Race, Place, and Veteran Status: Migration among Black and White Men, 1940–2000

Race, Place, and Veteran Status: Migration among Black and White Men, 1940–2000 In this paper, I gauge the impact of veteran status on migration probabilities for black and white men in the late 20th century United States, comparing cohorts that were subject to various military staffing policies. I find that white veterans are more likely than are white non-veterans to live outside the state of their birth and to have recently migrated. These effects persist regardless of whether veterans were subject to the draft or the All Volunteer Force staffing policy, and are durable across the life course. Among blacks, elevated rates of veterans’ migration are first observed in 1980. These results illuminate a previously unidentified consequence of veteran status, and may point to a policy-linked mechanism through which prior military employment influences social mobility, the American labor force is redistributed, and the racial composition of states and localities is altered. http://www.deepdyve.com/assets/images/DeepDyve-Logo-lg.png Population Research and Policy Review Springer Journals

Race, Place, and Veteran Status: Migration among Black and White Men, 1940–2000

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Publisher
Springer Journals
Copyright
Copyright © 2011 by Springer Science+Business Media B.V.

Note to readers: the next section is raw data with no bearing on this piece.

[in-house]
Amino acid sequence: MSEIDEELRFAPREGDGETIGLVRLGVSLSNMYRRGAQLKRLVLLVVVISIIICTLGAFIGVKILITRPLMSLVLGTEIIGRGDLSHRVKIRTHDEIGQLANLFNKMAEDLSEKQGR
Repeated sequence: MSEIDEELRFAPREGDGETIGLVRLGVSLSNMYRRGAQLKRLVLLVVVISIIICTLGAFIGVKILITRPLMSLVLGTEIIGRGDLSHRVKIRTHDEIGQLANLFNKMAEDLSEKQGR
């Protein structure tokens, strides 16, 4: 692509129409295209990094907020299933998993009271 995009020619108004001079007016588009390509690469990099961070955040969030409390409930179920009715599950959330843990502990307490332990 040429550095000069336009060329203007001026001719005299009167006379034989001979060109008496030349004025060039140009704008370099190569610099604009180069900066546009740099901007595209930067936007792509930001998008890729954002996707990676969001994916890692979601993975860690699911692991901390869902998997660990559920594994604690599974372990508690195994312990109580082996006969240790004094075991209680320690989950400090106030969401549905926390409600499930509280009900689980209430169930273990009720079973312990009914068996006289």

Subject
Social Sciences; Demography; Sociology, general; Population Economics
ISSN
0167-5923
eISSN
1573-7829
D.O.I.
10.1007/s11113-011-9207-4
Publisher site
See Article on Publisher Site

Abstract

In this paper, I gauge the impact of veteran status on migration probabilities for black and white men in the late 20th century United States, comparing cohorts that were subject to various military staffing policies. I find that white veterans are more likely than are white non-veterans to live outside the state of their birth and to have recently migrated. These effects persist regardless of whether veterans were subject to the draft or the All Volunteer Force staffing policy, and are durable across the life course. Among blacks, elevated rates of veterans’ migration are first observed in 1980. These results illuminate a previously unidentified consequence of veteran status, and may point to a policy-linked mechanism through which prior military employment influences social mobility, the American labor force is redistributed, and the racial composition of states and localities is altered.

Journal

Population Research and Policy ReviewSpringer Journals

Published: Jul 1, 2011

References

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